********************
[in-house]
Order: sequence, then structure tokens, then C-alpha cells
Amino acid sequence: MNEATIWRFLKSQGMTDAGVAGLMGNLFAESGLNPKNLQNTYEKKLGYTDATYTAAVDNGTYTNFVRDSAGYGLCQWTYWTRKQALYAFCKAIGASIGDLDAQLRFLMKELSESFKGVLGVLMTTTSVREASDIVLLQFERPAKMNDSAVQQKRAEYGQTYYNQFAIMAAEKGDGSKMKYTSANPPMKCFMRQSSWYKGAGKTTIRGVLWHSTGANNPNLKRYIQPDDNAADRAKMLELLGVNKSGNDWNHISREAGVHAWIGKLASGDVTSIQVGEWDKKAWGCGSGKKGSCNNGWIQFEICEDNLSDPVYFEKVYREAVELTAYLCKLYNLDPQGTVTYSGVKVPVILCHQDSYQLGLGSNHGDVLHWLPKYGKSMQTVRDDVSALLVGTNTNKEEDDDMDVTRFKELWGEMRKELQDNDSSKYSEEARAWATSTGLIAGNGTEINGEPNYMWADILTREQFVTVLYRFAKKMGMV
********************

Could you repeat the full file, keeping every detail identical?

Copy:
[in-house]
Order: sequence, then structure tokens, then C-alpha cells
Amino acid sequence: MNEATIWRFLKSQGMTDAGVAGLMGNLFAESGLNPKNLQNTYEKKLGYTDATYTAAVDNGTYTNFVRDSAGYGLCQWTYWTRKQALYAFCKAIGASIGDLDAQLRFLMKELSESFKGVLGVLMTTTSVREASDIVLLQFERPAKMNDSAVQQKRAEYGQTYYNQFAIMAAEKGDGSKMKYTSANPPMKCFMRQSSWYKGAGKTTIRGVLWHSTGANNPNLKRYIQPDDNAADRAKMLELLGVNKSGNDWNHISREAGVHAWIGKLASGDVTSIQVGEWDKKAWGCGSGKKGSCNNGWIQFEICEDNLSDPVYFEKVYREAVELTAYLCKLYNLDPQGTVTYSGVKVPVILCHQDSYQLGLGSNHGDVLHWLPKYGKSMQTVRDDVSALLVGTNTNKEEDDDMDVTRFKELWGEMRKELQDNDSSKYSEEARAWATSTGLIAGNGTEINGEPNYMWADILTREQFVTVLYRFAKKMGMV